Still, a good article, but it does prompt some thoughts about your general environmental coverage.

    Why are the RSPB getting disproportionately greater coverage of the impact of wind farms than the potential benefits of having a Severn Barrage, even though the localised impact on wildlife will be high ?

    Why does the BBC think we are so thick that we cannot be trusted with the naysayers on global warming as well as those in favour ? Children were shielded from some of the nasty PR from tobacco companies about the lack of proof a link between tobacco and cancer. But adults were allowed to judge for themselves on the balance of the evidence.

    There doesn't seem to be enough coverage of the urgent need to start building more nuclear power stations. Nor, on the flip side, consequences for local populations of the steam-rollering of public consultations and planning process for such large projects. Which can be a blessing if it means reducing carbon emissions, but negated by the un-opposed building of new runways and airports.

    Why are you not educating the public about just how much of the UK will disappear under the water or be zapped by coastal erosion when climate change kicks in ?? Indeed maybe you should point out to the rarefied minority who go to Tuscany [one would think that they form the majority of the British populace from reading the broadsheets..] that they should jolly well go and visit the Norfolk Broads or the Gower Peninsula, since they won't have the chance when they have retired...

    Maybe you should cover the politics of the National Parks and the conflict / cosy bed relationship [as differing people see it] with big business / corporate developers. The New Forest being a case in point.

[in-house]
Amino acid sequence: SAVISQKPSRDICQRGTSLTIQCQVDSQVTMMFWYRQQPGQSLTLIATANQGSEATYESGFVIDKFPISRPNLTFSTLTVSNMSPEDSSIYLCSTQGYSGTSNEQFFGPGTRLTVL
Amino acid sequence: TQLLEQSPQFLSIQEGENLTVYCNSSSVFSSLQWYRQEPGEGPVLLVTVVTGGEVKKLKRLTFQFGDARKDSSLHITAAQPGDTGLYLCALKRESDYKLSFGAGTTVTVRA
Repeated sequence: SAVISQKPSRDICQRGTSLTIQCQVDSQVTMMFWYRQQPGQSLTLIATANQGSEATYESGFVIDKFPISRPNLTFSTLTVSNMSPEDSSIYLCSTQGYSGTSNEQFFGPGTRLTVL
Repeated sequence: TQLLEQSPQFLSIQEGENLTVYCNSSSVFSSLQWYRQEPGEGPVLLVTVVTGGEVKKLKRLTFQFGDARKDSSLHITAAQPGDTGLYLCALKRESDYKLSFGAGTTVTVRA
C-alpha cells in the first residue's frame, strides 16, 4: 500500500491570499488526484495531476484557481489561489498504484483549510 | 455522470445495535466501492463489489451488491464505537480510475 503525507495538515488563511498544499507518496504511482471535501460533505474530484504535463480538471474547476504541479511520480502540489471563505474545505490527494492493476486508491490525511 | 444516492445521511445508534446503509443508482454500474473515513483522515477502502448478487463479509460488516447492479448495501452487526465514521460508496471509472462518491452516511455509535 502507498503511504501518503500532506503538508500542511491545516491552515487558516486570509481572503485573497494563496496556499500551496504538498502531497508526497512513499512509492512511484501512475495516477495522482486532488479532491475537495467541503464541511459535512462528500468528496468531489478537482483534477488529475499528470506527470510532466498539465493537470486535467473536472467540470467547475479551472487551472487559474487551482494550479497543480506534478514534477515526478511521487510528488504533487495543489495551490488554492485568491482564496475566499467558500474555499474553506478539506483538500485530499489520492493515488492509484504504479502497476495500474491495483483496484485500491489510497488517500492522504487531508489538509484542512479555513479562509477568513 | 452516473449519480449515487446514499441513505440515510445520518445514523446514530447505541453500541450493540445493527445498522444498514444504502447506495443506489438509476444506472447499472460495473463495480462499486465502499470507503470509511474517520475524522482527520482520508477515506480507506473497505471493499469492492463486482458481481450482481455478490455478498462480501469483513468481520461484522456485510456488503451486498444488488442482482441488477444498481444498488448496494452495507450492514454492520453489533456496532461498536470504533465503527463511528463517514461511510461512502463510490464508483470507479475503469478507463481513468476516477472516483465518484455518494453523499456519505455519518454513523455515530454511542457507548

Indeed, as environment correspondent do you really need to live and work in London at all ?? The real environmental stories are never there - it is not as if the politicians who make the big decisions are based there.

    Such big decisions are made at EU / UN level anyway - although I would concede that much of the capitulation to big business on things like the 3rd Runway at Heathrow, and the lobbying in the House of Lords takes place there. But I guess that is the 'turf' of the political correspondents like Laura Kuenssberg.

    And James Lovelock doesn't live in London - and his is a voice that does not ever seem to get the profile it deserves on the BBC. And what about getting a different perspective from Julia Hailes. Controversial as she works with big business, but radical in that she understands that change of behaviour is best done by persuasion and nudging than legislation - which to my untrained eye seems singularly ineffective at changing hearts and minds.

  • rate this

    Comment number 2.

    p.s. you could also try a feature with both the National Trust and the Forestry Commission, both of whom are trying to get with the programme on environmental awareness.

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    Comment number 3.


    It seems that you and excellent time on Radio 4...I hope you enjoy it...

    =Dennis Junior=

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    Comment number 4.

    So the BBC is already planning its Copenhagen propaganda offensive. What a depressing prospect, although quite how the Today programme can cram any more hysterical climate change items into its running order is beyond me. A van that runs on chip fat? Oh, good one. Did you come up with that at a brainstorming retreat? Will it have peace signs and Green Party bumper stickers? Note to self - book ski holiday to coincide with Copenhagen boondoggle.

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    Comment number 5.

    duhbuh - calm yourself. A van that runs on chip fat is of absolutely no use in reducing the 'carbon footprint' of transport, so if you don't believe in 'climate change' you can at least console yourself that such an initiative, along with 'biofuels' which require chopping down of rainforest and are thus just as useless as 'fossil fuels' in sustainability, will be no better or worse at affecting the long-term impact on the climate.